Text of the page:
Expect Ray Rice to get plenty of carries vs. Giants' porous run defense

Baltimore Ravens running back Ray Rice carries the Baltimore Ravens running back Ray Rice carries the ball during the first half of a game against the Denver Broncos at M&T Bank Stadium. (Dec. 16, 2012) Photo Credit: Getty

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Tom Rock Tom Rock

Rock covers the New York Giants. Previously covered college sports and outdoors. ...

One of the reasons the Ravens canned Cam Cameron as their offensive coordinator two weeks ago was because of his inability -- or perhaps reluctance -- to use running back Ray Rice as prominently and effectively as many believe he should have. Though Rice is one of the league's most dynamic players with the ball in his hands and turned in perhaps the most impressive play of the season when he caught a short pass and converted it into a first down on fourth-and-29 against the Chargers, his lack of touches have become a heavy topic of discussion in Baltimore.

Facing the Giants ought to fix that.

Because if the Ravens and new play-caller Jim Caldwell have paid attention at all to what the Giants' defense has been doing this season, their game plan should be relatively simple: Give the ball to Rice. Again and again. Lather, rinse, repeat.

The Giants know it's coming, too.

"OK," defensive tackle Chris Canty said with some indignation on Monday. "If that's the approach they're going to take, then OK. That's fine."

The Giants' run defense is ranked 22nd in the NFL, allowing 123.7 yards per game. Only four teams allow more than the 4.6 yards per carry that the Giants yield. In Sunday's loss to the Falcons, they allowed 129 rushing yards while missing, according to Canty, 18 tackles.

The Falcons had 67 offensive snaps. That's a missed tackle every 3.7 downs. In other words, the Giants were giving away first downs even though Tom Coughlin tried to make tackling a point of emphasis.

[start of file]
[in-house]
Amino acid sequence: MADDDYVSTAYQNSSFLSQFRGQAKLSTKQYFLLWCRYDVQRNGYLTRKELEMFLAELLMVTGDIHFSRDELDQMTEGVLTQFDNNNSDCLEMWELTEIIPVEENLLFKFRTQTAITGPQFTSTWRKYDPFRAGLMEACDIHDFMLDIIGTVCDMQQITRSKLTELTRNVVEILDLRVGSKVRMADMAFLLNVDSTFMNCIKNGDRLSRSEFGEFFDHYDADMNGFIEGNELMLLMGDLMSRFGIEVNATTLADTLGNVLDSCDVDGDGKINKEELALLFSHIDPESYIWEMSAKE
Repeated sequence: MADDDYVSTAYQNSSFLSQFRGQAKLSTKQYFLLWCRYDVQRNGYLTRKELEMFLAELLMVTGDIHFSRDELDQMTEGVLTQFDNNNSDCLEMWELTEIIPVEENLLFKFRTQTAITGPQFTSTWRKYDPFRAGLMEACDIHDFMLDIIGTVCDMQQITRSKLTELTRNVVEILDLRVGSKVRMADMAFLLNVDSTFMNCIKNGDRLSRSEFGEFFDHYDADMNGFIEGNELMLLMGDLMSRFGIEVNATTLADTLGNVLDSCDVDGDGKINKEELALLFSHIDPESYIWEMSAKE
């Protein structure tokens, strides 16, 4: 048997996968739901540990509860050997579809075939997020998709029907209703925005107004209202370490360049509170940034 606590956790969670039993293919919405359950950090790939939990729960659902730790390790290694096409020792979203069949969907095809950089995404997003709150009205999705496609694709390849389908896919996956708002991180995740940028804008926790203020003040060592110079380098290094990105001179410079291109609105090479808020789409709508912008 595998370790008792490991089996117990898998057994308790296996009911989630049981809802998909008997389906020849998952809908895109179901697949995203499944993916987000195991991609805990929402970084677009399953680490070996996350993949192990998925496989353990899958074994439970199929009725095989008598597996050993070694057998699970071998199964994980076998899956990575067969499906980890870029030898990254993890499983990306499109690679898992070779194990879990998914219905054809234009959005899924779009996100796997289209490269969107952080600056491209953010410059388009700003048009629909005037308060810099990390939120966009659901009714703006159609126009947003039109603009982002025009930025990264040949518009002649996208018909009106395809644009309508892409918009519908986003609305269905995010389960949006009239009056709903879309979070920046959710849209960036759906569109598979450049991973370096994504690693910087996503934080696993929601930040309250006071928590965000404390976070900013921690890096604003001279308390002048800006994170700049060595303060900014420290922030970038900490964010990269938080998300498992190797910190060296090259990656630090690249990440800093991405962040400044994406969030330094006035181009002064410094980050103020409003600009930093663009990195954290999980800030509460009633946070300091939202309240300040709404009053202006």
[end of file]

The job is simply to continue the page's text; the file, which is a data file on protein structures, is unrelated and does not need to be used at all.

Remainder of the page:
"We made a specific point about it because of Michael Turner's history and the quality of back that he is," Coughlin said. "You had to swarm the ball and get them down right away without allowing them to have a chance to get going."

That didn't happen. And the Ravens surely noticed.

"This is a copycat league," Canty said. "People see things you're going to have trouble with and they're going to continue to do those same things until you get them fixed. So we've got to fix what we did wrong and we've got to be able to improve our performance from that perspective."

Canty pointed out that the Falcons' backs -- Turner and Jacquizz Rodgers -- had more than a little something to do with the yardage allowed and the tackles missed. But every team has NFL-caliber running backs. Four of the Giants' six losses have come against teams whose primary back was able to run through, between and around the Giants for more than 100 yards (the Falcons used a three-player backfield rotation to the tune of 116). Only one of their wins had a 100-yard rusher against them.

Now comes Rice and a new offensive coordinator with an unspoken mandate to get him more involved. He has fewer carries than all but one of the 11 other 1,000-yard rushers in the league this season. If the Ravens are smart, though, he could catch up in that category by the end of Sunday's game.

And if the Giants are a playoff team, as they believe they are, they'll have to be able to stop him.

"You've got to understand that you've got to concentrate on tackling this time of year," Canty said. "This is when the physicality of the game starts to come out. The intensity picks up. It's just the nature of it. So we've got to be ready for that, and we've got to respond accordingly."

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